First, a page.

It's not all that surprising. The digital age has created a hyper-awareness of anything new. We no longer have to wait for the morning newspaper to see what happened the night before. We don't have to wait for the six o'clock news to see what happened earlier that day. We don't even have to wait for the 24-hour news networks to arrive on a scene to see what happened 30 minutes ago. Mobile technology allows all of us to record and receive news instantly. Why does anyone need 24-hour news, evening news or even newspapers, when all of us are constantly making and receiving news all day long?
But are we?
Or are we just living our lives? Are the celebrities just living their lives? Are the professional athletes just living their lives? Do their tweets or our blog posts rise to the level of "news," something that's notable and important for the general public to know? Of course not. At least not much of it, anyway.
But this ever-growing digital capacity for information must be filled somehow, and we're more than happy to do it. Anytime we have new thought, a notion, or an idea -- no matter how insignificant -- we can launch it into the world wide web so that it can be viewed, retweeted, answered or, God forbid, even ignored. Our sensibilities have been ground down, dulled to the point that we can hardly recognize what is truly notable, and what is not. We've convinced ourselves that every little thing we do is news. News has now simply become "what just happened."
All this "news" is getting old.
No, this isn't a call to arms of journalists and news organizations. That barn door was left open long ago. Instead, the point is to simply describe the current context of how people are receiving information today -- and why consumers are becoming desensitized to marketing "news."
As marketers seek more attention for their brand and their products, they've become convinced that no one will pay attention to their brand, unless they have some "new news" to deliver. They think they'll solve all their market share problems if they can just come up with a new product, a new twist on an existing product, or maybe even a new method to deliver that product. What they need to reflect upon however, is whether any of these machinations are actually news. Or, are these "new" products, twists and methods simply faux forward motion -- kind of like driving your car two blocks further out of the way so that you don't have to stop at the light, except, stopping at the light would have been faster. Is this "news" actually dulling a brand's strength by distracting customers from the power that the brand actually holds?
One of the biggest culprits of this behavior is the restaurant category. Restaurant advertising has become the vuvuzelas of commercial TV -- a low-pitched, constant, unending din. Almost any restaurant ad you see these days has the same cadence, with about 20 seconds of some bit that's "strategically positioning the restaurant," but mostly just keeping the creative team engaged. The last 10 seconds contain the sell: the lovingly presented "new" dish, bouncing "new" sandwich or rotating "new" dessert they're trying to sell this quarter. Each is designed to present the new-product news that the restaurant is convinced will drive traffic for that quarter.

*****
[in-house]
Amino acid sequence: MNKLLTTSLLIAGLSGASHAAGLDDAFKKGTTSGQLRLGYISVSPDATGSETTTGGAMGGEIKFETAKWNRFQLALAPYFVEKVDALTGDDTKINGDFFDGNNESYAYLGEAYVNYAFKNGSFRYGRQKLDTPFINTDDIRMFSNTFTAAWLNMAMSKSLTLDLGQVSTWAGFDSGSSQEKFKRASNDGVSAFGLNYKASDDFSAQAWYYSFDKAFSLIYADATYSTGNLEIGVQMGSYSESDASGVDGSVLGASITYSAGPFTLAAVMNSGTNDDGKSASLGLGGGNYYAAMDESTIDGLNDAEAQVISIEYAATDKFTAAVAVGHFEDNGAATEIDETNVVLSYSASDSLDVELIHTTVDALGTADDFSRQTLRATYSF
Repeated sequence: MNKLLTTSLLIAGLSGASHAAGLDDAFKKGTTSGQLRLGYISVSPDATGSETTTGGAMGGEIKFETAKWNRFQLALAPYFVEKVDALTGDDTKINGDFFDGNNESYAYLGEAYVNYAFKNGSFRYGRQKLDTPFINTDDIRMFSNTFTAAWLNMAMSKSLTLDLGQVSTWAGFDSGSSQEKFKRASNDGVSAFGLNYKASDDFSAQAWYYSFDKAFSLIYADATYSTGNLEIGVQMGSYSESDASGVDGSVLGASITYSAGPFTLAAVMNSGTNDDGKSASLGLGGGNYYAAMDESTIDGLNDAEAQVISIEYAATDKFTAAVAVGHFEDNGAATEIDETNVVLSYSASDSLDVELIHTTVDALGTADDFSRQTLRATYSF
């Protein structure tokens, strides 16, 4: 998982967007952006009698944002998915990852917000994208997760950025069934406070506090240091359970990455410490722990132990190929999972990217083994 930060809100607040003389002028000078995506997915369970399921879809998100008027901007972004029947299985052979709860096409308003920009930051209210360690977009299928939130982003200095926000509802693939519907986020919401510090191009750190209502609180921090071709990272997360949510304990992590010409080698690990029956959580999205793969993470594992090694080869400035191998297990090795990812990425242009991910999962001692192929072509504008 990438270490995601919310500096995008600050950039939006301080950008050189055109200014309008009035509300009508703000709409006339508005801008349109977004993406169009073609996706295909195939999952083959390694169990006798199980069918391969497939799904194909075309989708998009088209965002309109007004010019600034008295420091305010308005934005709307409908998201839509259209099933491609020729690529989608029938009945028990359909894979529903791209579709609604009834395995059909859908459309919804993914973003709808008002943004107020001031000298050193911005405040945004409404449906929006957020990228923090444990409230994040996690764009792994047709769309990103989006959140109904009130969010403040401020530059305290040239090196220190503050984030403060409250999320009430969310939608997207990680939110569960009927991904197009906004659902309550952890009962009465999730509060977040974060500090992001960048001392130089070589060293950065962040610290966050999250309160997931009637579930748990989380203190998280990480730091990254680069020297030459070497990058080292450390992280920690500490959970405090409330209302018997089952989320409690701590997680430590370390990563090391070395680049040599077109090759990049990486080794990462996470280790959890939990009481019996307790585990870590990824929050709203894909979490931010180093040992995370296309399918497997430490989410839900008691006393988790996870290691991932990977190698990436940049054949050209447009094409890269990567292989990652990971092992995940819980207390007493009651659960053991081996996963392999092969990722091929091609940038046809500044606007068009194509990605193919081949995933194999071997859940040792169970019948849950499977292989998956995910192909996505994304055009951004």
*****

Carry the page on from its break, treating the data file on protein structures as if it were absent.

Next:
And while a few restaurant concepts have mastered new products and have built their brands around them, most have not. The best example might be Taco Bell, whose brand is as much about innovation and new products as it is Mexican food. Yes, it can be done effectively. But unfortunately, a chicken wrap is not news. Encrusted asiago cheese is not news. Certainly not guacamole topping. It's just confusing noise that has caused almost every restaurant to fade into that deafening hum. In a desperate attempt to stand out, each restaurant is blowing its horn. Unfortunately, they're all blowing the same horn, at the same time.
What if your brand stopped blowing? What if your brand stood out as a confident, calming voice? Instead of blurring what your brand stands for, what if you stood for one focused promise? What if you took the resources used to search for that next sandwich topping and focused instead on what makes your brand experience fundamentally relevant?
When you ask customers if they'd like more new choices, they almost always say yes. However, when it comes down to decision-time, they buy what they can count on -- what they can trust. In an economy where people are finding ways to reduce risk, they'd rather not take chances or make mistakes. What if you worked to make sure your brand experience was so consistent, so well-executed, that customers knew they could count on it every time?
What if "the same" was your news?
Then you'd really have something to talk about. And someone might listen.
|ABOUT THE AUTHOR|
Tom Denari is president, Young & Laramore, Indianapolis, Ind.